Implementing A MRM Framework With KPMG
ClusterSeven and KPMG talk through a practical approach to building a model risk framework.
At a recent UK Finance Webinar, hosted by KPMG and ClusterSeven, there were some revealing insights into the current state of play of Model Risk Management (MRM) in the UK Banking sector. The webinar focused on the practicalities of implementing an MRM framework, which is becoming increasingly important in as SS3/18 becomes more embedded in standard business processes, and its relationship with SMCR becomes more apparent. The feedback from users attending the webinar suggests that the topic of MRM is firmly in the mind of the C-Suite. 44% of those who responded believed that their Board had a comprehensive understanding of Model Risk in their organization. The remaining 56% believed that their C-Suite had limited or no understanding of model risk, which reflects wider market feedback from KPMG and ClusterSeven, where enterprise MRM looks to be very much a work in progress for many institutions.
When discussing the practicalities of MRM, attendees were asked if they had a comprehensive Model Risk Policy currently. The picture was much more fragmented, 32% felt that their business’ model risk policy was well defined, another 37% believed their policy needed more detail to meet their needs. The remaining 31% believed that their MRM policy was either inadequate, or they had no visibility. This is a reasonable reflection of the work-in-progress nature of MRM, as institutions absorb the lessons and demands of SS3/18. While regulators recognize that institutions are enhancing their implementation of SS3/18, they also need to demonstrate progress over time.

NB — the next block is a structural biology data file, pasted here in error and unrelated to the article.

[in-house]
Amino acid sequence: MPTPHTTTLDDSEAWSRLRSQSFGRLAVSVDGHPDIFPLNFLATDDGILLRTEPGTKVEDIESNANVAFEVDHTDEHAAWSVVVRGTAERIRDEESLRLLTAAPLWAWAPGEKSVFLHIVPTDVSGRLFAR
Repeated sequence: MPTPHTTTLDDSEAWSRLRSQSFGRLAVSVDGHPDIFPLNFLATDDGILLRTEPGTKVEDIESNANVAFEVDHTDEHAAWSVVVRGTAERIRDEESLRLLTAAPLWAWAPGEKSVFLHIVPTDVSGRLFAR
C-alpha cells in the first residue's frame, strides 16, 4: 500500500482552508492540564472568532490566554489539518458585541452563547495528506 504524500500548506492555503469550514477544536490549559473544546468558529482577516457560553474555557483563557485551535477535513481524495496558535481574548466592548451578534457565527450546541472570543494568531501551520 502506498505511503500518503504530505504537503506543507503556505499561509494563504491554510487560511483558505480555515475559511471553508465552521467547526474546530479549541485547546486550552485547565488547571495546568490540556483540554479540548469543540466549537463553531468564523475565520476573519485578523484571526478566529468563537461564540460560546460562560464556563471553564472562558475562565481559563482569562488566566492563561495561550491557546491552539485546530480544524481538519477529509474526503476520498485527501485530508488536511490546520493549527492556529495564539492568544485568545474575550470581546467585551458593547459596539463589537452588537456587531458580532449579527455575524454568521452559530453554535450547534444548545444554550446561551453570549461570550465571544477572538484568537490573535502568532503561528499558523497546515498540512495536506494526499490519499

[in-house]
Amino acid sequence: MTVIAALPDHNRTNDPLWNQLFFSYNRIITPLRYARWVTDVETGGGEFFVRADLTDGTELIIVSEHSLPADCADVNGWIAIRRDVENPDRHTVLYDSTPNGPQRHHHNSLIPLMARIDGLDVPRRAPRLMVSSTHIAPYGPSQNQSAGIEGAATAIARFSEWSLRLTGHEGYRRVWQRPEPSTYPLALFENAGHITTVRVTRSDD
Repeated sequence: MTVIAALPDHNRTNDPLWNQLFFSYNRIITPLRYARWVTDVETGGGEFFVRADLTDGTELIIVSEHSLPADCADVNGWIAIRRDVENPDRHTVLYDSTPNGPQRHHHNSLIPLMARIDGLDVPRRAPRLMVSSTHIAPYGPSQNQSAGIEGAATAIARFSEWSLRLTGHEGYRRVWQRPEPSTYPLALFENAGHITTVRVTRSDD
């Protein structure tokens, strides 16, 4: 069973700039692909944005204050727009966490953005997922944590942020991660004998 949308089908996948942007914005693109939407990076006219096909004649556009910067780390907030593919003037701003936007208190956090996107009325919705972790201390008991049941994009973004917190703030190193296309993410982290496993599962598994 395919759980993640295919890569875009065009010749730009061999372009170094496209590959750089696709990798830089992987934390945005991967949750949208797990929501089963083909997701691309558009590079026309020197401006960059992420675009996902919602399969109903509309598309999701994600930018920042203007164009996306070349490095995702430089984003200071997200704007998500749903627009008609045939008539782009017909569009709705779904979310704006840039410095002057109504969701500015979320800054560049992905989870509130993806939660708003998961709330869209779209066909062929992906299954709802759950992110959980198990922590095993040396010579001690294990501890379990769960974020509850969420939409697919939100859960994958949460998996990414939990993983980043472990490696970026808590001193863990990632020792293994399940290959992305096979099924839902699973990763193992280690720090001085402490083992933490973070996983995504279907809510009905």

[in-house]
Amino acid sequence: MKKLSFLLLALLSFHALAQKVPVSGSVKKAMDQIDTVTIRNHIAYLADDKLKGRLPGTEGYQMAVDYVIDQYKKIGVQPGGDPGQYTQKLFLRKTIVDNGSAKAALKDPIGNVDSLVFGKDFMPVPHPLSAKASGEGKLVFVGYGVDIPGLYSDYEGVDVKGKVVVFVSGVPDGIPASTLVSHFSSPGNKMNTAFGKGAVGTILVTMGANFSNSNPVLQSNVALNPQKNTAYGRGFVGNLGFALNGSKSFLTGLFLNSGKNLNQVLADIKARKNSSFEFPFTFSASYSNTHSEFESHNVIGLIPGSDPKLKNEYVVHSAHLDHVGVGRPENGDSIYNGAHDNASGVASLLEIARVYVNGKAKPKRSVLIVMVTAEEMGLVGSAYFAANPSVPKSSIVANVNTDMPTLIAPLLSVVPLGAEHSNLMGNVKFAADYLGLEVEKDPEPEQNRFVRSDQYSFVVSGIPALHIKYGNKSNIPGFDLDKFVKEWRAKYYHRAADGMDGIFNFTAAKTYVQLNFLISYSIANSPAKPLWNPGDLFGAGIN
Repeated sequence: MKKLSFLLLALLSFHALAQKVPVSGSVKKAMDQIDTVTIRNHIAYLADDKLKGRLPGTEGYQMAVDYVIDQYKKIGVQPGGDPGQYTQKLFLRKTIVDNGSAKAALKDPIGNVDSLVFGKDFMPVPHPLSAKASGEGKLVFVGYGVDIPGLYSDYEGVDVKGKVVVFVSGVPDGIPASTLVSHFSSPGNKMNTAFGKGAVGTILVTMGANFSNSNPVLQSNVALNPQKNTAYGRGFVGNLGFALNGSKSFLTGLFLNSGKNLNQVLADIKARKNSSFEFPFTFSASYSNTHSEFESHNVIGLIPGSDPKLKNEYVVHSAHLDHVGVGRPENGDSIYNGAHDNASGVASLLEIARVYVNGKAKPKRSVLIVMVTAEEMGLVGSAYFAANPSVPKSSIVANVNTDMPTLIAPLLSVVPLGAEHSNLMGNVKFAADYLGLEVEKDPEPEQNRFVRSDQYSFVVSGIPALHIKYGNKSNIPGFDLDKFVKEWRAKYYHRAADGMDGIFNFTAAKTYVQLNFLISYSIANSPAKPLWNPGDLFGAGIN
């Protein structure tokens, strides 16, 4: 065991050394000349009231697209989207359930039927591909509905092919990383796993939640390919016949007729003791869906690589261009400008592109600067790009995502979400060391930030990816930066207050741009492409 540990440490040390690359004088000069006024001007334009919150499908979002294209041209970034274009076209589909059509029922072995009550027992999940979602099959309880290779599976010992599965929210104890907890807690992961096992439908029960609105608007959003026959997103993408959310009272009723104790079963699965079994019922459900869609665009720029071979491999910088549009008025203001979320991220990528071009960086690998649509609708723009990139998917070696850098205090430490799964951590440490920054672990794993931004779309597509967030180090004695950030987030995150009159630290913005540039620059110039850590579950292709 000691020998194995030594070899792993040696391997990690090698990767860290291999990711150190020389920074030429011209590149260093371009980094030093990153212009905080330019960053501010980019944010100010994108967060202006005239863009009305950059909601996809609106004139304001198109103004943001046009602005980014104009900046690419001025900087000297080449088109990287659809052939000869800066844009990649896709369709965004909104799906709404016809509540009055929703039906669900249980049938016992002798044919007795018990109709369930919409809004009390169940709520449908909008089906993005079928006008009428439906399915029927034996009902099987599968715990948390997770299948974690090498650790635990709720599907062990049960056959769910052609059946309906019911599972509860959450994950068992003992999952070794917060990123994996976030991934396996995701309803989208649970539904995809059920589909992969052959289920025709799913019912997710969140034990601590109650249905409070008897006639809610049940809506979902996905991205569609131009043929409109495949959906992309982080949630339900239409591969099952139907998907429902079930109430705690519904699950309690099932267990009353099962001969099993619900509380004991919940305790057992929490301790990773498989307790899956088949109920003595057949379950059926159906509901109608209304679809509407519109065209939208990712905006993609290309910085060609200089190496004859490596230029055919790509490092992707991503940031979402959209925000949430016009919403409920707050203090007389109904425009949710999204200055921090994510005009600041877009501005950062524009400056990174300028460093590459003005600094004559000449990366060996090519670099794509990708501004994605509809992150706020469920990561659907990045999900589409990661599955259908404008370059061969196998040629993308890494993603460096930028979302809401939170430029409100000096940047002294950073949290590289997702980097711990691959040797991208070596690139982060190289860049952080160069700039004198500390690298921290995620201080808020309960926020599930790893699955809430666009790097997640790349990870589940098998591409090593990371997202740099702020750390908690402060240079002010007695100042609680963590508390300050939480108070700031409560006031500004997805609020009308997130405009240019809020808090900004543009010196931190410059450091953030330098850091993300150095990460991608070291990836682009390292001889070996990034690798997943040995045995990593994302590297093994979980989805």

Exploring the practicalities in more depth, the webinar discussed how to implement a comprehensive MRM framework, especially centered on the use of an inventory. Again the picture was fragmented about the best way to achieve this. While about a 7% of respondents used 3rd party vendor tools and 15% in-house developed toolsets, the vast majority – about two thirds were still using manual processes, supported by widely available desktop tools – typically Microsoft Office products like Excel. The remainder were unsure how their model inventory was managed. While manual processes are the clear preference in the early stages of enterprise MRM adoption, as required by SS3/18. We believe that the costs and risks associated with the manual approach will likely mandate the wider use of automated tools to deliver a transparent and cost effective MRM environment.
The webinar recording can be accessed here.